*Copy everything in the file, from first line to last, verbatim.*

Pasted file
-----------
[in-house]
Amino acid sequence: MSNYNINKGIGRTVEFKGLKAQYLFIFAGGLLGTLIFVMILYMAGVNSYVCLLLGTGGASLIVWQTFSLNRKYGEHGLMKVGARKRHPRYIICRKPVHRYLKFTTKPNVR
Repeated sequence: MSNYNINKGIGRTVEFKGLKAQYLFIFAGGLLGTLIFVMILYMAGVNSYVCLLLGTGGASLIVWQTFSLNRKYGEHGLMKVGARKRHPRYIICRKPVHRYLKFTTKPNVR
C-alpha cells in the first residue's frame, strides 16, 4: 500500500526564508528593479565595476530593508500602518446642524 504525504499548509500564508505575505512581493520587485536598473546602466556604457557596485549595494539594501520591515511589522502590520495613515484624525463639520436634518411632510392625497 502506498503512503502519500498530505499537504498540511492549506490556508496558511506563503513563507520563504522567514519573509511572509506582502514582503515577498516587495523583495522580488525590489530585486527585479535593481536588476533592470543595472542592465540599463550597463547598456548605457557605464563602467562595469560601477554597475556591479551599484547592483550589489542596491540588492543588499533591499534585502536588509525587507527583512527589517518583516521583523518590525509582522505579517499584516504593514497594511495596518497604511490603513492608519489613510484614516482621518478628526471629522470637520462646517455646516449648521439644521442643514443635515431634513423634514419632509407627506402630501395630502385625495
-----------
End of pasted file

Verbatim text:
[in-house]
Amino acid sequence: MSNYNINKGIGRTVEFKGLKAQYLFIFAGGLLGTLIFVMILYMAGVNSYVCLLLGTGGASLIVWQTFSLNRKYGEHGLMKVGARKRHPRYIICRKPVHRYLKFTTKPNVR
Repeated sequence: MSNYNINKGIGRTVEFKGLKAQYLFIFAGGLLGTLIFVMILYMAGVNSYVCLLLGTGGASLIVWQTFSLNRKYGEHGLMKVGARKRHPRYIICRKPVHRYLKFTTKPNVR
C-alpha cells in the first residue's frame, strides 16, 4: 500500500526564508528593479565595476530593508500602518446642524 504525504499548509500564508505575505512581493520587485536598473546602466556604457557596485549595494539594501520591515511589522502590520495613515484624525463639520436634518411632510392625497 502506498503512503502519500498530505499537504498540511492549506490556508496558511506563503513563507520563504522567514519573509511572509506582502514582503515577498516587495523583495522580488525590489530585486527585479535593481536588476533592470543595472542592465540599463550597463547598456548605457557605464563602467562595469560601477554597475556591479551599484547592483550589489542596491540588492543588499533591499534585502536588509525587507527583512527589517518583516521583523518590525509582522505579517499584516504593514497594511495596518497604511490603513492608519489613510484614516482621518478628526471629522470637520462646517455646516449648521439644521442643514443635515431634513423634514419632509407627506402630501395630502385625495